Sometimes I look at the things people used in the past and am amazed at what we expect of our “stuff” today. These are three totally manual, non-electronic things, and yet they worked okay.
The icebox was made of solid oak with thick doors that closed tightly, very well engineered to do the job of keeping food cold, a huge innovation for the time and probably saving lives by keeping food from spoiling and saving time by enabling people to stock up a little bit and keeping foods fresh or frozen.
And those toys—a scooter that has to be pushed! And whatever that other thing is supposed to be…actually, it’s not supposed to do anything, just supposed to be visually entertaining for a young child who can experiment directly with seeing the results of their actions: push, things turn around, machine moves forward, it plays a little tune or just makes plinky noises.
I’m glad I live with many of today’s conveniences and even electronic gadgets and such; even though I don’t use most of them, it’s nice to know they are there. It wasn’t so long ago, my childhood, in fact, that toys like this were modern and innovative, and my parents’ childhoods when iceboxes were new. Amazing.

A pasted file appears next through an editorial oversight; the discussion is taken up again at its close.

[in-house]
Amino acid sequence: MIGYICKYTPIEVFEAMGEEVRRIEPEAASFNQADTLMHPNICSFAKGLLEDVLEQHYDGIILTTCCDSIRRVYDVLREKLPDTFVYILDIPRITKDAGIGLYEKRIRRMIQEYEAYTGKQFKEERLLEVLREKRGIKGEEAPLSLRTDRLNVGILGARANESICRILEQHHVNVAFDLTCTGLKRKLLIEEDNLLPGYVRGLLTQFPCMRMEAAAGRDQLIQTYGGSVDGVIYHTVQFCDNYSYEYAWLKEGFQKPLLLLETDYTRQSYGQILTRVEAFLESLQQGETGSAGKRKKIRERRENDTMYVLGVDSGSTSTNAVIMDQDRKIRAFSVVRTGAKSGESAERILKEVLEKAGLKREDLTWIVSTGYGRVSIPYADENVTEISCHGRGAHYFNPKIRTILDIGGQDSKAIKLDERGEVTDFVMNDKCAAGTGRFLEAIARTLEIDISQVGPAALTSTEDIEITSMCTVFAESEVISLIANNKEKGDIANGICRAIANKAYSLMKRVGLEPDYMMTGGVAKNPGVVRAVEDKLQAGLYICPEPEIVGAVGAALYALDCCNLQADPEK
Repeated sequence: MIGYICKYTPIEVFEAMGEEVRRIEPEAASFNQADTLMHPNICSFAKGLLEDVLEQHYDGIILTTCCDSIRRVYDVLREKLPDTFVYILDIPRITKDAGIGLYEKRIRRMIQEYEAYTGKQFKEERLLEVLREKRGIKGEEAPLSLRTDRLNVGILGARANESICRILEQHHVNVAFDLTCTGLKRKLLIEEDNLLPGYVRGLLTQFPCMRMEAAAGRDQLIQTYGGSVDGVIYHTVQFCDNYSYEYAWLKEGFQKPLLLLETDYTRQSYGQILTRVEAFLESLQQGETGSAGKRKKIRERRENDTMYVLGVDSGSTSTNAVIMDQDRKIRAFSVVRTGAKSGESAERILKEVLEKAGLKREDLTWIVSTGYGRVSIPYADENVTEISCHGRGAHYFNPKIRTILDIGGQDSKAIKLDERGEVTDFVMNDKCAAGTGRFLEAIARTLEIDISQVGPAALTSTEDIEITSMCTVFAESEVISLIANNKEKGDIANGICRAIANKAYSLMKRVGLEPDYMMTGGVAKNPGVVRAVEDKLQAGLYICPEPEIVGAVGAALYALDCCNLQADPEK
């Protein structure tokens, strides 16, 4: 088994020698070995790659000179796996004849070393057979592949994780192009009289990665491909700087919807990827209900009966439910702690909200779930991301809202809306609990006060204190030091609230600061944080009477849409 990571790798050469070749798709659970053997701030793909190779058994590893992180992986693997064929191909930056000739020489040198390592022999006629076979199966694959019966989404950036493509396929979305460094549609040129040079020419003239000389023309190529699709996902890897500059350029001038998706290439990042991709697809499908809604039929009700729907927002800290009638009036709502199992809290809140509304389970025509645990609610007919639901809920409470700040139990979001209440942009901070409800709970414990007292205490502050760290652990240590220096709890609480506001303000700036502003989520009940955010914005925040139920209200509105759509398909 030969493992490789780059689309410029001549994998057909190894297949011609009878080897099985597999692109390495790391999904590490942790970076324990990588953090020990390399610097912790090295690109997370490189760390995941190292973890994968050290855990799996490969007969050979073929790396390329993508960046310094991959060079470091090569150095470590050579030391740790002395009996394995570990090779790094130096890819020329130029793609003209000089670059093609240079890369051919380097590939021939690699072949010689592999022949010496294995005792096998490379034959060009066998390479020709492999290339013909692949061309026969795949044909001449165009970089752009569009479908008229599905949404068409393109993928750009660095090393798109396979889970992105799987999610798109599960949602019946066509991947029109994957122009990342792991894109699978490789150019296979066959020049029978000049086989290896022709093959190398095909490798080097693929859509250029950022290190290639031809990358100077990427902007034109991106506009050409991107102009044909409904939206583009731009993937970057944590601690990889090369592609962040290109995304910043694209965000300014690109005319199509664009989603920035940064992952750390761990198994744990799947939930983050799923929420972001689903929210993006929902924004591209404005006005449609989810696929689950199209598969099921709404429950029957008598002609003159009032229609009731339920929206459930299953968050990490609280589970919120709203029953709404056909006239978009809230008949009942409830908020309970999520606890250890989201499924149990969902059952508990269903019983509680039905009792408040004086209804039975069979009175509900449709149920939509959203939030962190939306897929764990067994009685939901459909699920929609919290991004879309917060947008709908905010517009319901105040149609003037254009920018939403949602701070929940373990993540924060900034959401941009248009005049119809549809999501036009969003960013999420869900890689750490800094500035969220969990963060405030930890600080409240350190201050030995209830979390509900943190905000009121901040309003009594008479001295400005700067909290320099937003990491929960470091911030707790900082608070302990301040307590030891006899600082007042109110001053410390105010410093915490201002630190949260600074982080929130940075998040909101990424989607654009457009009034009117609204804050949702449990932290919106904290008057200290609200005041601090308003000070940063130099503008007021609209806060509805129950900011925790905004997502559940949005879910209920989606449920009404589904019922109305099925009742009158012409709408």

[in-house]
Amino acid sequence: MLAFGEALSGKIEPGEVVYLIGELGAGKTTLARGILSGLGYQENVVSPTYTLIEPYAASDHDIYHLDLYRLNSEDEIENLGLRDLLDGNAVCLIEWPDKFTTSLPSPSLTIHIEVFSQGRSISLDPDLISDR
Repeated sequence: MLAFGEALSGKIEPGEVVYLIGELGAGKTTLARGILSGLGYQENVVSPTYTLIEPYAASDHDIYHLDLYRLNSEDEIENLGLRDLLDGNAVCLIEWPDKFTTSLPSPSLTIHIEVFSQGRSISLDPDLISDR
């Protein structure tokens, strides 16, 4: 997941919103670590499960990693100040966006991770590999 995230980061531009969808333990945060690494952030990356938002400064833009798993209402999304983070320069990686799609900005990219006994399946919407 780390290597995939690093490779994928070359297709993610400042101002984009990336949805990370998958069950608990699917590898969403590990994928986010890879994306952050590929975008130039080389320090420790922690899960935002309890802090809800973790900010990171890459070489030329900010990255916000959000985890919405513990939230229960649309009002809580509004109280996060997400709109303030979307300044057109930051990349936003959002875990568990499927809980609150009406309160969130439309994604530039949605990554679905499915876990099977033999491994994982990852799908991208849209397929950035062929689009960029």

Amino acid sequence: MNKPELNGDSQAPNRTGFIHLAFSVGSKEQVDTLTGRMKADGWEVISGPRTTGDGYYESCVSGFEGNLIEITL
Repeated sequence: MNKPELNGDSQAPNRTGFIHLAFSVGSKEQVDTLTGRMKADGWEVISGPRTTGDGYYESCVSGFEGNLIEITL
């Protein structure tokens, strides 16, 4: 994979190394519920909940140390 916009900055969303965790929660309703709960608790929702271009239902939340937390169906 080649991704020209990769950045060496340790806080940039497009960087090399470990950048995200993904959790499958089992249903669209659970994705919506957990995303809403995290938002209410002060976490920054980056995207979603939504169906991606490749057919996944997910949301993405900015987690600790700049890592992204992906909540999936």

Two Victorian teddy bears made from retired quilts repose and converse on the Victorian settee leaning against pillows made from antique draperies at Carnegie Antiques.
I’m not big on teddy bears, but these ingeniously made from patterned, worn quilts have less cuteness and more art. Note the shape of the teddy bear’s nose, more pointed than fleshy and round—this is the Victorian pattern for a teddy bear, the “original” teddy bear, named for Teddy Roosevelt. I just learned that today from the proprietor, Judi Stadler, and a few other people who were discussing the bears.